There is also at the present time in the Orthopedic Hospital, under the care of my friend and colleague, Mr. Lonsdale, a child with spasmodic congenital equinus of one foot and equino-varus of the other. For the following particulars I am indebted to the Rev. William Charles Fox,

Fig. 13.

M.B., under whose auspices the child was placed in the hospital :

1

In adducing this as an example of congenital distortion, I must state, that Mr. Lonsdale expresses some doubt as to the congenital character of the affection.

"D. W., æt. 3, was admitted into the hospital, October, 1855: he is a fair child, plump, and pale.

"His mother asserts, as well as others who have known the child from birth, that he was born with the distortion as it now appears, and that distortion has neither increased nor diminished since birth. The child has never had a fit, nor does other known cause for distortion exist.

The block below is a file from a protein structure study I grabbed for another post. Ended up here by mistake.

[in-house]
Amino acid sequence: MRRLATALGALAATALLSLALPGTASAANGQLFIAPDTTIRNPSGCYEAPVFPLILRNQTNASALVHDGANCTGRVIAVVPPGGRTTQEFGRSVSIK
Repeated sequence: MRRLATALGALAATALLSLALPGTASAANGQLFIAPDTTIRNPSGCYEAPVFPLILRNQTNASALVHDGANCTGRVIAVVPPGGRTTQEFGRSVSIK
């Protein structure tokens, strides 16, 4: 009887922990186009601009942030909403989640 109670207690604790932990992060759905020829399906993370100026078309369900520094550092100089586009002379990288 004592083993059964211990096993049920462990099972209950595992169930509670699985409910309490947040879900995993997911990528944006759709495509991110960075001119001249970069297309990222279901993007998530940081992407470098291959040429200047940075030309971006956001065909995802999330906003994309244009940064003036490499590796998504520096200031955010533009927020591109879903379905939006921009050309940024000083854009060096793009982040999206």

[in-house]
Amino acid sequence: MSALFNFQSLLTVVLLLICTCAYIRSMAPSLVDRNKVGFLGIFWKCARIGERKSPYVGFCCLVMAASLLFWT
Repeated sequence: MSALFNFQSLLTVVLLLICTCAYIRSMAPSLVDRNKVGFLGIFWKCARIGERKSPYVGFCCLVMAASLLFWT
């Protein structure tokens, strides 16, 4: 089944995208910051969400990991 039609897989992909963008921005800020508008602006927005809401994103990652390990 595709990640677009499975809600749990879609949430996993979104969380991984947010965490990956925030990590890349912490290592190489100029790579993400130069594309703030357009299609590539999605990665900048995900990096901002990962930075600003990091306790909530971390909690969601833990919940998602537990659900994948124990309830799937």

"The fore-arms are slightly extended by retraction of M. triceps; the hands are prone and extended on the fore-arms, and the fingers are flexed; the legs are extended on the thighs; the left foot is affected with equino-varus, and the right with equinus; the boy speaks very slowly, and stammers; the urine and fæces are passed involuntarily.

"The right foot offers an excellent example of congenital spasmodic equinus; the heel is drawn up, the arch of the foot is increased, the toes are flexed." (See fig. 13.)

as varus,

Talipes does not, however, always appear equinus, valgus, or calcaneus, but occasionally a compound distortion is produced, which partakes of two of the abovementioned varieties; as, for instance, equino-varus, in which the heel is more elevated than is usual in varus, and the foot is less inverted than in the third degree of varus ; and, again, equino-valgus, in which also the heel is unusually elevated both of these varieties are, however, uncommon congenital affections. Again, calcaneo-valgus, which is perhaps the most common compound form of congenital distortion, and also calcaneo-varus, which is the rarest, require to be named. It is scarcely necessary to enter into a special description of these compound varieties, as all that relates to them is comprised in the descriptions of the simple varieties, and their characters are marked by their distinctive appellations.